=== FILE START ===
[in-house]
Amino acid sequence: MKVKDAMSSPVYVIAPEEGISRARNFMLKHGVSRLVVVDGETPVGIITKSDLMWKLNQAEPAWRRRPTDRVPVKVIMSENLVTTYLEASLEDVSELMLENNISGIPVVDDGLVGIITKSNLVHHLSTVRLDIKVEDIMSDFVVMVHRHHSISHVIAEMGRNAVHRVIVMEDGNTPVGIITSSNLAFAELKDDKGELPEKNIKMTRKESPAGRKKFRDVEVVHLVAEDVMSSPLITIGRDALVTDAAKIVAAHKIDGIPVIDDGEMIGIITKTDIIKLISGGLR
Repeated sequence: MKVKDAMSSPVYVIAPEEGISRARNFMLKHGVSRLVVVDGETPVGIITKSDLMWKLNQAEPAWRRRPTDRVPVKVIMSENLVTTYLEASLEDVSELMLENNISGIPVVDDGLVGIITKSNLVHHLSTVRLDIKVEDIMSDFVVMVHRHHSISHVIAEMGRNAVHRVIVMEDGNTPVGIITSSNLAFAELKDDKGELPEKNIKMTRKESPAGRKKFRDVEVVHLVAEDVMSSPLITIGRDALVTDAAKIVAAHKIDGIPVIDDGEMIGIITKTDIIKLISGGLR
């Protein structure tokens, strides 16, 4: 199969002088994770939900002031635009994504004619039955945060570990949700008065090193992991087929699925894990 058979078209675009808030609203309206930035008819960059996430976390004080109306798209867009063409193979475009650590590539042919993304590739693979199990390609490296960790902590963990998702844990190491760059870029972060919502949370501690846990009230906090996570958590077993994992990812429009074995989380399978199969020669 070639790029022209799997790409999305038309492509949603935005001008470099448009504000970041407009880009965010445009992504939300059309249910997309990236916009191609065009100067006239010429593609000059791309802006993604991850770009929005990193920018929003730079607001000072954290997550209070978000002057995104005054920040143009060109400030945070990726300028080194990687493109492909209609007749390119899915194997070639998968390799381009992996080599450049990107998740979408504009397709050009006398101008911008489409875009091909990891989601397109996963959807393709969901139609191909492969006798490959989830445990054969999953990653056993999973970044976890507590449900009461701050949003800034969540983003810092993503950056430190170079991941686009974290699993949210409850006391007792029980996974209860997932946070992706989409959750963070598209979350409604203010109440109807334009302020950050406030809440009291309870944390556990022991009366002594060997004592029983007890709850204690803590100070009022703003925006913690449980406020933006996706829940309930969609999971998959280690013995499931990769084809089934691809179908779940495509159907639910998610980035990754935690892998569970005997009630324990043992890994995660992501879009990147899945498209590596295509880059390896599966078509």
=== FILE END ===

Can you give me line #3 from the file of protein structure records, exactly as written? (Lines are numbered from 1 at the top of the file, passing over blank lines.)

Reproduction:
Repeated sequence: MKVKDAMSSPVYVIAPEEGISRARNFMLKHGVSRLVVVDGETPVGIITKSDLMWKLNQAEPAWRRRPTDRVPVKVIMSENLVTTYLEASLEDVSELMLENNISGIPVVDDGLVGIITKSNLVHHLSTVRLDIKVEDIMSDFVVMVHRHHSISHVIAEMGRNAVHRVIVMEDGNTPVGIITSSNLAFAELKDDKGELPEKNIKMTRKESPAGRKKFRDVEVVHLVAEDVMSSPLITIGRDALVTDAAKIVAAHKIDGIPVIDDGEMIGIITKTDIIKLISGGLR